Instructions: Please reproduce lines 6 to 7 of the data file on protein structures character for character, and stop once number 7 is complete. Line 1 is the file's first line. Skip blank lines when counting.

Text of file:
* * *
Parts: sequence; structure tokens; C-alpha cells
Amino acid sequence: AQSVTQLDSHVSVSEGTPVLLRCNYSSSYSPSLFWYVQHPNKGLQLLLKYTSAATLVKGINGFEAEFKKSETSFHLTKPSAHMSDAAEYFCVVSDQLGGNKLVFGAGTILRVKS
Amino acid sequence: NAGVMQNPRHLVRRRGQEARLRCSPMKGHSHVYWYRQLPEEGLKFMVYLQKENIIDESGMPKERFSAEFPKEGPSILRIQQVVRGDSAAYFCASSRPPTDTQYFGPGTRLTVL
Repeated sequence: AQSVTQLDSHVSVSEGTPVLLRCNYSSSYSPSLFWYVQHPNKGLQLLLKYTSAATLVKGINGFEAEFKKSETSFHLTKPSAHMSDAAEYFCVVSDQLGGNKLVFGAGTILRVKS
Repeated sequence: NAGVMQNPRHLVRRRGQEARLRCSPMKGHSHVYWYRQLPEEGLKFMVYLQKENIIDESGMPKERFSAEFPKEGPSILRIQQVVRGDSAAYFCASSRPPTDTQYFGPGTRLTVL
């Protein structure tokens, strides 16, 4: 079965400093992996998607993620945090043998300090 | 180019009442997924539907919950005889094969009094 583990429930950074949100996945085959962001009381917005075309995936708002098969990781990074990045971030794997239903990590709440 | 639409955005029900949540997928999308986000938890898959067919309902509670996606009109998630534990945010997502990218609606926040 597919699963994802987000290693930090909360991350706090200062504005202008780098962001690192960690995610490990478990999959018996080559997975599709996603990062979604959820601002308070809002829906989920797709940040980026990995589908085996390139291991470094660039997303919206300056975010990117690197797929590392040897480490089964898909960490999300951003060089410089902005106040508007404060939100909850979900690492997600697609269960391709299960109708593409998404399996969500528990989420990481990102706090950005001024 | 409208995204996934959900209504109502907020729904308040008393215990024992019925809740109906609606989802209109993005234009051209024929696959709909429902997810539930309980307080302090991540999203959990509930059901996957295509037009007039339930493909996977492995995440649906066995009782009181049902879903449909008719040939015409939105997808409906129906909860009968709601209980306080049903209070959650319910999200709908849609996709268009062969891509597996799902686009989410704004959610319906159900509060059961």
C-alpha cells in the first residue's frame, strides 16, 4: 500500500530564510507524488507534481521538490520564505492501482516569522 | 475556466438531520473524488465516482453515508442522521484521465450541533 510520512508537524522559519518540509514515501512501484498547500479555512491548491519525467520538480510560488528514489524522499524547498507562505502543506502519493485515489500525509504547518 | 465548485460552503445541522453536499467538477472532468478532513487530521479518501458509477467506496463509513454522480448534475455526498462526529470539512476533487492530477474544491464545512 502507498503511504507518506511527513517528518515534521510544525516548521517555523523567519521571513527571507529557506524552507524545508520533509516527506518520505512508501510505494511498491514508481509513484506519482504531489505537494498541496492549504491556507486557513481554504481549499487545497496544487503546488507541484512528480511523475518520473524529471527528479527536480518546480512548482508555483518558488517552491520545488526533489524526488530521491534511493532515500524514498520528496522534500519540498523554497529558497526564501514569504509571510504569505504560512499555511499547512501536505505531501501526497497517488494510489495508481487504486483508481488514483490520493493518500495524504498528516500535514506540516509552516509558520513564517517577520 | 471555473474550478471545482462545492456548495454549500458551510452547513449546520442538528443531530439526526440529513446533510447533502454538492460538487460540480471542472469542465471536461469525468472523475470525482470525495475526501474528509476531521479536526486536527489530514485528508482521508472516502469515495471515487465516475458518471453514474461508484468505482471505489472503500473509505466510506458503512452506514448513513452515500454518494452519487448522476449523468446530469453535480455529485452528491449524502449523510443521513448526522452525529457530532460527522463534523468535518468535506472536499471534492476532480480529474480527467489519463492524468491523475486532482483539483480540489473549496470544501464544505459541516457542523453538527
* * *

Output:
């Protein structure tokens, strides 16, 4: 079965400093992996998607993620945090043998300090 | 180019009442997924539907919950005889094969009094 583990429930950074949100996945085959962001009381917005075309995936708002098969990781990074990045971030794997239903990590709440 | 639409955005029900949540997928999308986000938890898959067919309902509670996606009109998630534990945010997502990218609606926040 597919699963994802987000290693930090909360991350706090200062504005202008780098962001690192960690995610490990478990999959018996080559997975599709996603990062979604959820601002308070809002829906989920797709940040980026990995589908085996390139291991470094660039997303919206300056975010990117690197797929590392040897480490089964898909960490999300951003060089410089902005106040508007404060939100909850979900690492997600697609269960391709299960109708593409998404399996969500528990989420990481990102706090950005001024 | 409208995204996934959900209504109502907020729904308040008393215990024992019925809740109906609606989802209109993005234009051209024929696959709909429902997810539930309980307080302090991540999203959990509930059901996957295509037009007039339930493909996977492995995440649906066995009782009181049902879903449909008719040939015409939105997808409906129906909860009968709601209980306080049903209070959650319910999200709908849609996709268009062969891509597996799902686009989410704004959610319906159900509060059961």
C-alpha cells in the first residue's frame, strides 16, 4: 500500500530564510507524488507534481521538490520564505492501482516569522 | 475556466438531520473524488465516482453515508442522521484521465450541533 510520512508537524522559519518540509514515501512501484498547500479555512491548491519525467520538480510560488528514489524522499524547498507562505502543506502519493485515489500525509504547518 | 465548485460552503445541522453536499467538477472532468478532513487530521479518501458509477467506496463509513454522480448534475455526498462526529470539512476533487492530477474544491464545512 502507498503511504507518506511527513517528518515534521510544525516548521517555523523567519521571513527571507529557506524552507524545508520533509516527506518520505512508501510505494511498491514508481509513484506519482504531489505537494498541496492549504491556507486557513481554504481549499487545497496544487503546488507541484512528480511523475518520473524529471527528479527536480518546480512548482508555483518558488517552491520545488526533489524526488530521491534511493532515500524514498520528496522534500519540498523554497529558497526564501514569504509571510504569505504560512499555511499547512501536505505531501501526497497517488494510489495508481487504486483508481488514483490520493493518500495524504498528516500535514506540516509552516509558520513564517517577520 | 471555473474550478471545482462545492456548495454549500458551510452547513449546520442538528443531530439526526440529513446533510447533502454538492460538487460540480471542472469542465471536461469525468472523475470525482470525495475526501474528509476531521479536526486536527489530514485528508482521508472516502469515495471515487465516475458518471453514474461508484468505482471505489472503500473509505466510506458503512452506514448513513452515500454518494452519487448522476449523468446530469453535480455529485452528491449524502449523510443521513448526522452525529457530532460527522463534523468535518468535506472536499471534492476532480480529474480527467489519463492524468491523475486532482483539483480540489473549496470544501464544505459541516457542523453538527